|The second objective is to make every effort to be as eco-friendly as possible. I recycle or reuse all packaging materials. I buy local products when available. I use eco-friendly construction materials (like a.k.a. green in Scottsdale). I am working on a battery recycling program as well as a car pool incentive program for employees. My plant nursery is entirely succulents, specializing in Gasterias, Haworthias, Aloes, Agaves, Cacti, and other xerophytes from around the world. Two big advantages to growing my own succulents are that they are Arizona Grown, therefore adapted to local conditions -- unlike Californian specimens so commonly found in big-box chain markets. My plants are "greener" since there aren't any additional shipping costs associated in their production.
The most enjoyable part of xeriphytic landscape work is creating a design. When I design a new garden, I actually sit down and look at the space, sometimes with the client, sometimes without. I reflect on what views need to be preserved, how to create privacy, what the flow is through the space, what architectural elements can be picked up in the landscape layout, etc... I know it sounds crazy, but many spaces really just design themselves if you know how to look and listen.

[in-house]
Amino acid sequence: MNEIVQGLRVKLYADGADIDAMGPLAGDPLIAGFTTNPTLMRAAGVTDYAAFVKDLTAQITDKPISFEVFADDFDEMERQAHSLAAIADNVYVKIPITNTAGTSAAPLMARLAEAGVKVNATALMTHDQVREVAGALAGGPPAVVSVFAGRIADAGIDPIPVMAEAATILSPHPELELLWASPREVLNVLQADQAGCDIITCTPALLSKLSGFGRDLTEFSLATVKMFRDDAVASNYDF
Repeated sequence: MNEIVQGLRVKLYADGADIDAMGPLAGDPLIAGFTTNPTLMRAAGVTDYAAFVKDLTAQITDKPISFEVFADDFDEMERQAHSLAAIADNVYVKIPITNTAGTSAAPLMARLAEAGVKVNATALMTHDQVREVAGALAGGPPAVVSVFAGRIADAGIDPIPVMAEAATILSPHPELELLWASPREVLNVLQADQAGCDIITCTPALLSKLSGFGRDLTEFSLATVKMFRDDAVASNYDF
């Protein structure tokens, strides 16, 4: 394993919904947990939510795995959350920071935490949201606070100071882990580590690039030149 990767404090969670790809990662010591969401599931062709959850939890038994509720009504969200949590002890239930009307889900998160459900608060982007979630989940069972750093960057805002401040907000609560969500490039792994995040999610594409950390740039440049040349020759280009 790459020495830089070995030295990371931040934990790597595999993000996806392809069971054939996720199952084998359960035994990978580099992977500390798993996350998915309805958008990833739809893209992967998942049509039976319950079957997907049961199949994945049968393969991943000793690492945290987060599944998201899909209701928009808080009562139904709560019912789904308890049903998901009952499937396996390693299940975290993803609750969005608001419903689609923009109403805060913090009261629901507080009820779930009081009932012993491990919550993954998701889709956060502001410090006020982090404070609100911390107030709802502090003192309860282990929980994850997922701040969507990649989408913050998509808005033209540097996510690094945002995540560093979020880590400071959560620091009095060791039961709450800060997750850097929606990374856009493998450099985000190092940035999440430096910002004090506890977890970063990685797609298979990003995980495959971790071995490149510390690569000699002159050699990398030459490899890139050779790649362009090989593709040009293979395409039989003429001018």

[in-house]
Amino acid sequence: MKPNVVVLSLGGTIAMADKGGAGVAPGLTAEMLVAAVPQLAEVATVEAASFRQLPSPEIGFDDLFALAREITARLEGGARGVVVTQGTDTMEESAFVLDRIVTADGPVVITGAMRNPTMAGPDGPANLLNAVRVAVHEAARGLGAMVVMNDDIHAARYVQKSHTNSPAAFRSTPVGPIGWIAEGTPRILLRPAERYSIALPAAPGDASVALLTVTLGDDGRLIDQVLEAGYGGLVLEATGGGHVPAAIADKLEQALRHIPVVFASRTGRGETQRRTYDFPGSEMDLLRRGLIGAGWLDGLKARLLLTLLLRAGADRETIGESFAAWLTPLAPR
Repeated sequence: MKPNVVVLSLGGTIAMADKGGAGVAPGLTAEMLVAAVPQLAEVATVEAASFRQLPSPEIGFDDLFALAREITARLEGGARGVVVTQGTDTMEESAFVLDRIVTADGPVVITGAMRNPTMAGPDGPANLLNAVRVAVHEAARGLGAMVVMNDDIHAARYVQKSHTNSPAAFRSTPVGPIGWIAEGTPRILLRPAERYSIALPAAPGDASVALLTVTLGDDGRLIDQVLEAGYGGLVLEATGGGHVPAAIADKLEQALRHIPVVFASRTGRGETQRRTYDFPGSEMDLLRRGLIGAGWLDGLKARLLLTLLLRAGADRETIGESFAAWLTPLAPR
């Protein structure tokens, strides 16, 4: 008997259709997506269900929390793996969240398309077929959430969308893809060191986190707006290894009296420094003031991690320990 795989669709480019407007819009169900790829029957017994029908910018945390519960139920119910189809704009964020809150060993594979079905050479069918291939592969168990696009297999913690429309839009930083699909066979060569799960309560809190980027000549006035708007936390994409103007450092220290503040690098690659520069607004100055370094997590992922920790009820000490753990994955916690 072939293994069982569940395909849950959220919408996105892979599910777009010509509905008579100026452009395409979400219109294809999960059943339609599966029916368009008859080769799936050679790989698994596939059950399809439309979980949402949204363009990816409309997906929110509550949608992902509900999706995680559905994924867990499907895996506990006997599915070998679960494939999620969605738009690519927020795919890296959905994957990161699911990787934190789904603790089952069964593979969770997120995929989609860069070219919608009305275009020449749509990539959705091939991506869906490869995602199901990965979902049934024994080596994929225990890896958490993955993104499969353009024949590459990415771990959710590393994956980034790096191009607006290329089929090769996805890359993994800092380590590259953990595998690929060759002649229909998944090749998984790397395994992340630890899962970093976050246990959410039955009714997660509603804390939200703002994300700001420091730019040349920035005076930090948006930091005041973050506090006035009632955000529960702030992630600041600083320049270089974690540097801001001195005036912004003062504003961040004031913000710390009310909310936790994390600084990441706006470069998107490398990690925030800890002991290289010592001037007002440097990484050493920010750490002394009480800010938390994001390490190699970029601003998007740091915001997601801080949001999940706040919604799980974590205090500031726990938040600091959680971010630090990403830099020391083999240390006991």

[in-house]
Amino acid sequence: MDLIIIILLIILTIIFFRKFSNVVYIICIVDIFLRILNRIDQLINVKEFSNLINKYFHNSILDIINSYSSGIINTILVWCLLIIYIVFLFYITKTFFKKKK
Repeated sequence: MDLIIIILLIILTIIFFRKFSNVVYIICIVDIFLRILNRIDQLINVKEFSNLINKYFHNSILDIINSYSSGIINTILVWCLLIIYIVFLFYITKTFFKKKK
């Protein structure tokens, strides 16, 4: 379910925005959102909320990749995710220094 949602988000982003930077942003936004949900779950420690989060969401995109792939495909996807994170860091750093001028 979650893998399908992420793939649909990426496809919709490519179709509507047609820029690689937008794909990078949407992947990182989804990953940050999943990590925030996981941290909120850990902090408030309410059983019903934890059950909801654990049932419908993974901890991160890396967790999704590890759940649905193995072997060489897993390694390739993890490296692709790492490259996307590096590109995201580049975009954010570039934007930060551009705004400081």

A lot of friends, clients, and even strangers at a party will ask about which plant will do well in certain areas of their home or landscape. To answer a simple question without seeing the space is difficult. Even for a small area a large amount of thought goes into a design. There are at least 10 questions I must ask:
- How much light will the plant receive?
- Which direction is north?
- How often do you water?
- Do you have afternoon shade?
- Are the plants inside or outside?
- If inside, how high are the ceilings?
- How close to direct light are the plants?
- What is your existing plant palette?
- Where are you heading with your overall plan?
- Do you like succulents?
- How much maintenance are you willing to do?
- Can you afford monthly maintenance services?